Are we comfortable with this? If not, what do we do about it?

Secondly, there’s the fundamental democratic need for access to information. As the single largest source of information in the world (aggregating others’ content, of course, but mediating every bit of it), Facebook has a tremendous influence over what we see and hear and read, which gives it immense political power. I’m not just talking about “fake news” here. I’m talking about, for example, the legitimisation and acceptance of racial and gendered abuse. More subtly, I’m talking about how the popularity algorithm makes certain stories with certain political views get shared widely while others, with a different, perhaps less populist bent, get lost. All this is decided by a private, for profit, company.

Are we comfortable with this? If not, what do we do about it?

Thirdly, there’s the power Facebook wields over our culture, and the influence that has on our democracy. Gramsci taught us that power is held most firmly not by direct enforcement but by hegemonic means – by controlling the story of our lives and of our world; by telling us what is real and unreal, what is possible and impossible. I would argue that no single organisation in the world holds as much power over our culture as Facebook.

Three years ago it was revealed that Facebook had been conducting user testing, without our knowledge or permission, seeing whether showing us more positive or negative content would affect our state of mind enough to change the way we ourselves posted. You can read about it here if you weren’t already aware of it. It worked, of course. The more positive content we were shown, the more positive content we shared. And the same for negative content. This is just one example of many of the ability of a company like Facebook to change our moods, to change our views of the world and our place in it, to shift culture.

What does this say about the ability to directly impact on democracy? Keeping populations happy, or keeping us in fear, or keeping us anaesthetised by popular entertainment, is central to political manipulation, and always has been. Facebook now has the capacity to do that at an extraordinary level, and not just with broadcast to the whole of society, but targeting demographics carefully and accurately. And they are a private, for profit, company.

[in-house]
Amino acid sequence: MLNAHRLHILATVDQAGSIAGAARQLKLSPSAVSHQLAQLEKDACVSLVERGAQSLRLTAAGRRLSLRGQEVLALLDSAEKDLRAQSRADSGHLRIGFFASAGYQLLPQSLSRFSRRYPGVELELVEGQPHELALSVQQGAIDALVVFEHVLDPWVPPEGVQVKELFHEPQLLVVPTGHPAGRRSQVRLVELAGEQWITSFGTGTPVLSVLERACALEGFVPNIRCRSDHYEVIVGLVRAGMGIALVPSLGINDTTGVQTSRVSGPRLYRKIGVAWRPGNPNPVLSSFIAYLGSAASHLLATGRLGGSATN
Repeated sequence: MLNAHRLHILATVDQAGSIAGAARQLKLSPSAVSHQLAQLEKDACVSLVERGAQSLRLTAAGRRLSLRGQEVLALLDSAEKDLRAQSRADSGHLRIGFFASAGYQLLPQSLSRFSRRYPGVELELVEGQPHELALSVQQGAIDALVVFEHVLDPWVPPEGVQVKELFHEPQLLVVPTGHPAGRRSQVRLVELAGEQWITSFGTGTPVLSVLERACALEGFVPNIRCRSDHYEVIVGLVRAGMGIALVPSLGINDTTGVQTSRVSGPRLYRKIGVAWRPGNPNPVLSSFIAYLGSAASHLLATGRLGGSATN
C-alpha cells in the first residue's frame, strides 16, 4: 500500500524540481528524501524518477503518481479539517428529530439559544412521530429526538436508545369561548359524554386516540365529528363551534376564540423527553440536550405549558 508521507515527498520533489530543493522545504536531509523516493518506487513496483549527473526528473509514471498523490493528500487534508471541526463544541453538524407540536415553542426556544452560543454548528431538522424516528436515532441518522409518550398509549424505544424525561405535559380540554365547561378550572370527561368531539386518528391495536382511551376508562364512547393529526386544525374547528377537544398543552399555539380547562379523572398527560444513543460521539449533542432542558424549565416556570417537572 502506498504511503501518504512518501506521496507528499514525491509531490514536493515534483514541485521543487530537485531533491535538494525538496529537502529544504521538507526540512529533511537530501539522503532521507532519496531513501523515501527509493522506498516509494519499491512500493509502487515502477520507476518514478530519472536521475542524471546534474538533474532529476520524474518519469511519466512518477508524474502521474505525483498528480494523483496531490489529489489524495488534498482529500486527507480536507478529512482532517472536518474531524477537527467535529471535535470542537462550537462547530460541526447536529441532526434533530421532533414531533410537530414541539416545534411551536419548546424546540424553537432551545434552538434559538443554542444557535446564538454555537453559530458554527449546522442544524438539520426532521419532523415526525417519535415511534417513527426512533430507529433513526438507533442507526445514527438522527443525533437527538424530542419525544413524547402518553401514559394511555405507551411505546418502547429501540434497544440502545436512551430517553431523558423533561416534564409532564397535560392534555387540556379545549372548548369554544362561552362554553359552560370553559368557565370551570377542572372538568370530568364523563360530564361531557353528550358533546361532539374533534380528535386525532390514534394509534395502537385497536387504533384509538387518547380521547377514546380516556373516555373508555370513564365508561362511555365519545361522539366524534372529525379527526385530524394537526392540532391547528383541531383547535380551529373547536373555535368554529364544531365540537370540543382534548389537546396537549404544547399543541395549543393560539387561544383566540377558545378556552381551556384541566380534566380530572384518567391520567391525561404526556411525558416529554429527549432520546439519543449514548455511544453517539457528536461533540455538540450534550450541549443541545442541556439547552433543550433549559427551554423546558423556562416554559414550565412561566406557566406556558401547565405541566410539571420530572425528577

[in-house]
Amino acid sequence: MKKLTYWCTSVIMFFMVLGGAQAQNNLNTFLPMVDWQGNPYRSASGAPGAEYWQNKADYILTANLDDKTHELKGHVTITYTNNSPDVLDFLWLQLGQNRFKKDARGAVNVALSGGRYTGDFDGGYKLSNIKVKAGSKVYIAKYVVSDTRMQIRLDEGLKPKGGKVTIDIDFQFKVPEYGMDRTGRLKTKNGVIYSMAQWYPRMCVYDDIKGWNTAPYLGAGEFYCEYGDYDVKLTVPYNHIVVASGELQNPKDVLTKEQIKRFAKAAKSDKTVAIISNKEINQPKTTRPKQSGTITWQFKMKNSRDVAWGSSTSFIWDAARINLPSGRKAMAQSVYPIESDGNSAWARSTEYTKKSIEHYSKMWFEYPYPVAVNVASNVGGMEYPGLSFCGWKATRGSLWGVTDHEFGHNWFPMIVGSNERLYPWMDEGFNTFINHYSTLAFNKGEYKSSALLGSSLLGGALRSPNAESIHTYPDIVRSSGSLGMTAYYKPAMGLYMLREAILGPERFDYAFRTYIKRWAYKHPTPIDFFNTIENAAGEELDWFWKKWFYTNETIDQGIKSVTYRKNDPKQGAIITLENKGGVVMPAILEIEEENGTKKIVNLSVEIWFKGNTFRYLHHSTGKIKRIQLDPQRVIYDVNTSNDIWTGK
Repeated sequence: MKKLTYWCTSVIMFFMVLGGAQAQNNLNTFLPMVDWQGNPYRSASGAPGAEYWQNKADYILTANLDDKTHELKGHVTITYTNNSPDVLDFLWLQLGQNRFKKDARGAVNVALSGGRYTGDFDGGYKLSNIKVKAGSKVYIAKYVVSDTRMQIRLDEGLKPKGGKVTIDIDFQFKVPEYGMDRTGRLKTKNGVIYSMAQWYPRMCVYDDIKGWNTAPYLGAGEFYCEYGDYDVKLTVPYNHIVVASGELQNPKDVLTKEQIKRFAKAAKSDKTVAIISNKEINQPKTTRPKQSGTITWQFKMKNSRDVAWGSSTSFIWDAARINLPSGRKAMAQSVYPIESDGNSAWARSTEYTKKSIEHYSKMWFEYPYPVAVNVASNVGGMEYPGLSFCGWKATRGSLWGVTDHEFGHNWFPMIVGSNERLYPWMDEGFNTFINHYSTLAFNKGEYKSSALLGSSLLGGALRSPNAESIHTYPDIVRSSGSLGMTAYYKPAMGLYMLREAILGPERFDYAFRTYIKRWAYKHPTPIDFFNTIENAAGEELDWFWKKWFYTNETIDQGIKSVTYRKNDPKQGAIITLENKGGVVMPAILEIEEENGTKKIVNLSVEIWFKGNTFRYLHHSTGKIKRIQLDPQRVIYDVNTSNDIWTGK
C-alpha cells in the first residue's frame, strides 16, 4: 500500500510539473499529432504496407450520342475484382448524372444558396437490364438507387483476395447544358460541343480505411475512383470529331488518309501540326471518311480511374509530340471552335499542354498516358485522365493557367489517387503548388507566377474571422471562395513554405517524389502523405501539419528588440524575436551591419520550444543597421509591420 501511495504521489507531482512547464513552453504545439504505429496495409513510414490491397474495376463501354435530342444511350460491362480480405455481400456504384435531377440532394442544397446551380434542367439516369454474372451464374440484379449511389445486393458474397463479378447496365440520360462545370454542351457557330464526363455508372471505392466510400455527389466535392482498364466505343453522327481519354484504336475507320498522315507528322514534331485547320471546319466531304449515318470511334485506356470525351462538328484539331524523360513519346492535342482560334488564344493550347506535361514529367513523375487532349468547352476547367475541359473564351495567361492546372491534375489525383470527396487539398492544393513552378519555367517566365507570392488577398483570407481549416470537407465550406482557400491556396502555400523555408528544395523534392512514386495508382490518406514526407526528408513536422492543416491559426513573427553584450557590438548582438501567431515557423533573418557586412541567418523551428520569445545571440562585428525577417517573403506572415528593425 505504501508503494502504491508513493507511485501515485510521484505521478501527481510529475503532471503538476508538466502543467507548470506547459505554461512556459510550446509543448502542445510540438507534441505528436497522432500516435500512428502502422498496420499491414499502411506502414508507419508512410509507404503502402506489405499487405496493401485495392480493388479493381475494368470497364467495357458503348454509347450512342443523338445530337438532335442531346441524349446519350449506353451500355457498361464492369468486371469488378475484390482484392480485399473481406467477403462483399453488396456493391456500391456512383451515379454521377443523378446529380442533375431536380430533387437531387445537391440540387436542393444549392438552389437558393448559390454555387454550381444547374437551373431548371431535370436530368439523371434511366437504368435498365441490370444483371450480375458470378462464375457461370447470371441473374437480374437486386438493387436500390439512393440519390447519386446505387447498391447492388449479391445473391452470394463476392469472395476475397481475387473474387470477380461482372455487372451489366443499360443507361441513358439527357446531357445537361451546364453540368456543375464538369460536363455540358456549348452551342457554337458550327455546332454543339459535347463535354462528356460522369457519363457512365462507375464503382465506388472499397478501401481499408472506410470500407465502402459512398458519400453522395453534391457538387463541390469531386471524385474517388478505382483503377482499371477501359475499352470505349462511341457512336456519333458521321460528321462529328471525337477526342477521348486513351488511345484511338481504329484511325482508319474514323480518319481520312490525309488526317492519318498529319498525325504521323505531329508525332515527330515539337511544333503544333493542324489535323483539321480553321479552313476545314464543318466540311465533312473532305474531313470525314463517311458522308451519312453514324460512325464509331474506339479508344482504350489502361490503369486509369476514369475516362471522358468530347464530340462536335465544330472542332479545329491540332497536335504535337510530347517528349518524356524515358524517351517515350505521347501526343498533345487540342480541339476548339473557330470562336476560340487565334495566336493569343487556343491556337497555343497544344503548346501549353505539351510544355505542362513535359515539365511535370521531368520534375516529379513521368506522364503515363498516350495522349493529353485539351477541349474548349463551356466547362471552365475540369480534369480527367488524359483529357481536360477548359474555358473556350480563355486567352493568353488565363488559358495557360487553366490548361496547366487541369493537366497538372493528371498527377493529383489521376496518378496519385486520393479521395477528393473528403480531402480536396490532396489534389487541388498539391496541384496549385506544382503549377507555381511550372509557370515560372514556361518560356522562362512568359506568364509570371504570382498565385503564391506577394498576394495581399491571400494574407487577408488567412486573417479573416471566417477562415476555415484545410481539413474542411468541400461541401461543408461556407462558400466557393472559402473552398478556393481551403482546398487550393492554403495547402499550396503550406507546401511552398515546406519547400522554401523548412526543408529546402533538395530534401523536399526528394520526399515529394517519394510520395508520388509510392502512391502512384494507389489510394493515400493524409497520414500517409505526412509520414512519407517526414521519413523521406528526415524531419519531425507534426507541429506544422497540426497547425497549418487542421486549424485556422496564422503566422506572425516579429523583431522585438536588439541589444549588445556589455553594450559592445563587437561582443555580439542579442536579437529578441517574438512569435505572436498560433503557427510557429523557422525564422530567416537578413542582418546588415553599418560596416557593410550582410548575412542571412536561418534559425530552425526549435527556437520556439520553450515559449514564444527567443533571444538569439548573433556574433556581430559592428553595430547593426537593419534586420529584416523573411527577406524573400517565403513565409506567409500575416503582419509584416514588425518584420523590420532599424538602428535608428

Are we comfortable with this? If not, what do we do about it?

Because of all these factors, many people have tried to set up “ethical” alternatives to Facebook. But none have succeeded. It’s too late. Facebook has the momentum, the inertia, the gravitational pull. By now, it would be far easier to democratise it than replace it.

What do we do? I don’t know. There isn’t a Bastille to storm, even if we wanted to. Can we organise sufficiently to seize control of the means of Facebook production? Can we turn it into a global user-owned cooperative? And how?

I don’t know. But these are questions we have to ask, and not just about Facebook but about the broader impact of tech-based corporatocracy. The development of artificial intelligence, not just in terms of replacing jobs through automation but in how it changes our interface with the world in every way, is among the biggest challenges to democracy we’ve ever seen, with implications for inequality, access and control that cannot be overstated.

The flipside, of course, is that online platforms do provide an extraordinary possibility for democracy, for wide distribution of power and control, for reclaiming and rebuilding commons such as Linux, Wikipedia, true sharing groups and much more. That’s why they are already being used as such, to great effect.

Which direction will we go in? We need to have that conversation before it’s too late.

Liberté, Égalité, ‘Facebookité’!